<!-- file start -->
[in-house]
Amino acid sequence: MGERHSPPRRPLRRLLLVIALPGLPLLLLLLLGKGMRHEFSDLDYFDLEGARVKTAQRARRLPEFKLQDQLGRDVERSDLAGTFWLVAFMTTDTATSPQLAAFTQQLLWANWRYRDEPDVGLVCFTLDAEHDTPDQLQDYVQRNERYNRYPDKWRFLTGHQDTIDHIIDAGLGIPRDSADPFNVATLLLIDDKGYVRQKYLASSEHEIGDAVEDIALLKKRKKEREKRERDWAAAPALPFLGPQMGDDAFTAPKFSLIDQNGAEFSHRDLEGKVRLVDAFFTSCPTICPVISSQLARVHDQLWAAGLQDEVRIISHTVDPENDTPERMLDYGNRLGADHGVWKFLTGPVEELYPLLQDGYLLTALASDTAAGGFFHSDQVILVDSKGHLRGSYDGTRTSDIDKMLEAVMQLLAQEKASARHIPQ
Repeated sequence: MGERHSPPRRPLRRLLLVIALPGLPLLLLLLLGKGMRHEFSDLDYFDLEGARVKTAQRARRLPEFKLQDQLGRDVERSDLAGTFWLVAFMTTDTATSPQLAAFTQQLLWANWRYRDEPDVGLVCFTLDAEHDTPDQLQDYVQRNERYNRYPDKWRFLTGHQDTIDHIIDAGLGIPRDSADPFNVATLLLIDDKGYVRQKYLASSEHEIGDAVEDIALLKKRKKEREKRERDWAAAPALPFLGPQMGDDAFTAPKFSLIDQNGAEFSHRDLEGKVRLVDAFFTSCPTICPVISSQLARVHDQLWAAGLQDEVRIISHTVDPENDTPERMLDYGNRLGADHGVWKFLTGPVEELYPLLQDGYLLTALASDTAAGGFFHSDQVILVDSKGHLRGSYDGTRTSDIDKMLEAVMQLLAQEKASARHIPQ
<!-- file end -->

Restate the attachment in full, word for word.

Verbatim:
[in-house]
Amino acid sequence: MGERHSPPRRPLRRLLLVIALPGLPLLLLLLLGKGMRHEFSDLDYFDLEGARVKTAQRARRLPEFKLQDQLGRDVERSDLAGTFWLVAFMTTDTATSPQLAAFTQQLLWANWRYRDEPDVGLVCFTLDAEHDTPDQLQDYVQRNERYNRYPDKWRFLTGHQDTIDHIIDAGLGIPRDSADPFNVATLLLIDDKGYVRQKYLASSEHEIGDAVEDIALLKKRKKEREKRERDWAAAPALPFLGPQMGDDAFTAPKFSLIDQNGAEFSHRDLEGKVRLVDAFFTSCPTICPVISSQLARVHDQLWAAGLQDEVRIISHTVDPENDTPERMLDYGNRLGADHGVWKFLTGPVEELYPLLQDGYLLTALASDTAAGGFFHSDQVILVDSKGHLRGSYDGTRTSDIDKMLEAVMQLLAQEKASARHIPQ
Repeated sequence: MGERHSPPRRPLRRLLLVIALPGLPLLLLLLLGKGMRHEFSDLDYFDLEGARVKTAQRARRLPEFKLQDQLGRDVERSDLAGTFWLVAFMTTDTATSPQLAAFTQQLLWANWRYRDEPDVGLVCFTLDAEHDTPDQLQDYVQRNERYNRYPDKWRFLTGHQDTIDHIIDAGLGIPRDSADPFNVATLLLIDDKGYVRQKYLASSEHEIGDAVEDIALLKKRKKEREKRERDWAAAPALPFLGPQMGDDAFTAPKFSLIDQNGAEFSHRDLEGKVRLVDAFFTSCPTICPVISSQLARVHDQLWAAGLQDEVRIISHTVDPENDTPERMLDYGNRLGADHGVWKFLTGPVEELYPLLQDGYLLTALASDTAAGGFFHSDQVILVDSKGHLRGSYDGTRTSDIDKMLEAVMQLLAQEKASARHIPQ